Tax Code Reform Bill Would Set New Priorities by Providing Long-Term Incentives for Low-Carbon Energy Resources

Statement by Rob Cowin, Union of Concerned Scientists

Published May 2, 2019

WASHINGTON (May 2, 2019)—Today, Sen. Ron Wyden (D-Ore.) introduced the Clean Energy for America Act that would simplify the myriad of energy tax provisions, establish long-term, performance-based tax credits to promote low-carbon energy, and end tax incentives that reward fossil fuel companies for their ongoing contributions to the climate crisis.

The bill includes provisions supporting clean energy in the electricity and transportation sectors that would phase out only after we achieve significant cuts in carbon intensity while incentivizing energy conservation in residential and commercial buildings over the long term. It would also end tax incentives that have given fossil fuels a harmful, unfair market advantage over cleaner energy resources.

Below is a statement by Rob Cowin, director of government affairs for the Climate and Energy Program at the Union of Concerned Scientists.

“We applaud Senator Wyden for proposing reforms to the tax code that will provide more certainty to clean energy industries and send a much-needed financial signal about the importance of low-carbon sources of energy. By also removing the perverse incentives that perpetuate our overreliance on fossil fuels, the legislation will accelerate the transition to fuels that help us avoid the increasingly costly impacts of climate change.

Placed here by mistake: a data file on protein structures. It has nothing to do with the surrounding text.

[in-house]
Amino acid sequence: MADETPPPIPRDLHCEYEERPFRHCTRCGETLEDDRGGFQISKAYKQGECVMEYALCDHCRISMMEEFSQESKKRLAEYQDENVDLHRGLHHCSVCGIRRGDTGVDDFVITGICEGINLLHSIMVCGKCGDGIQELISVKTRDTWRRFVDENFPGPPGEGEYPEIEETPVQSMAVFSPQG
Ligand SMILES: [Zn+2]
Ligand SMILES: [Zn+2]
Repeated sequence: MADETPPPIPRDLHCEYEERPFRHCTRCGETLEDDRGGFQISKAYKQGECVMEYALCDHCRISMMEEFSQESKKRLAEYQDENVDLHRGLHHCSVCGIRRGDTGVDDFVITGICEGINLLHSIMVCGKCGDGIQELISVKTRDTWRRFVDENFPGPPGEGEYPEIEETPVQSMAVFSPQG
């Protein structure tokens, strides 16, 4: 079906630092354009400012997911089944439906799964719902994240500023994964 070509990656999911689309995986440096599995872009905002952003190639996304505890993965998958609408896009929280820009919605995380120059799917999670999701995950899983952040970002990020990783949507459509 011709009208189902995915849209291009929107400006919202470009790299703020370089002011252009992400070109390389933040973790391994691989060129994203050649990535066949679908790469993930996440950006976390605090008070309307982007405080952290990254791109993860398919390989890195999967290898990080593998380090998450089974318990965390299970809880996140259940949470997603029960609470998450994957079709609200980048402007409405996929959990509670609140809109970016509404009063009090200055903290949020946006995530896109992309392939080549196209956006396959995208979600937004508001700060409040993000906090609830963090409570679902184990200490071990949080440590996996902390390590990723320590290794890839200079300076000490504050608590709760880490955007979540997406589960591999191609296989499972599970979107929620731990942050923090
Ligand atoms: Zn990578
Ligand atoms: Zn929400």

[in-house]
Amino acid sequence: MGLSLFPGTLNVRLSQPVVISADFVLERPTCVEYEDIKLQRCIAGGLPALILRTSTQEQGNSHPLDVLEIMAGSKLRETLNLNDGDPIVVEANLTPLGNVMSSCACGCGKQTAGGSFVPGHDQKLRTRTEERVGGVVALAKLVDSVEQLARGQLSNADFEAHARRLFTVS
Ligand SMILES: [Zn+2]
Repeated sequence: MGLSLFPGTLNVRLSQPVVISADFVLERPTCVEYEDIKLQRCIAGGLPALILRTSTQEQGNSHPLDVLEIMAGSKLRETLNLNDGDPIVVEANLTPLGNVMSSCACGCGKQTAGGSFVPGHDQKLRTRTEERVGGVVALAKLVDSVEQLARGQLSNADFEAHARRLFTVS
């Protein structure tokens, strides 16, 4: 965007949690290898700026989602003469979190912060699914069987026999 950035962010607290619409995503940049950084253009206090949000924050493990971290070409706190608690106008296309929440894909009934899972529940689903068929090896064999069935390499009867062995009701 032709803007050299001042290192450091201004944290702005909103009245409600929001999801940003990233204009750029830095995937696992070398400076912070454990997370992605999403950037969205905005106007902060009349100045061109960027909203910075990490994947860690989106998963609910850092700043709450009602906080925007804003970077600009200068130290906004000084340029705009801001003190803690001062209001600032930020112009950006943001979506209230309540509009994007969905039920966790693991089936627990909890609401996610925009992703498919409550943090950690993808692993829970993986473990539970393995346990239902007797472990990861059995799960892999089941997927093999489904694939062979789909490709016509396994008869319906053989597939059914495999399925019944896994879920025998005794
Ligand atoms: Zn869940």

“The technology-neutral approach of the Clean Energy for America Act recognizes the contributions of all low-carbon technologies to reducing carbon emissions to levels the Intergovernmental Panel on Climate Change (IPCC) says is necessary to meet global goals on climate.

“We strongly support Senator Wyden’s effort to change our national energy priorities. We also urge Congress to work on policies that will complement this bill with clean energy opportunities in disadvantaged and marginalized communities and ensure communities the right to hold fossil fuel companies accountable for climate-related damages. We look forward to working with Congress on this bill and other efforts to address climate change in a fair and equitable manner.”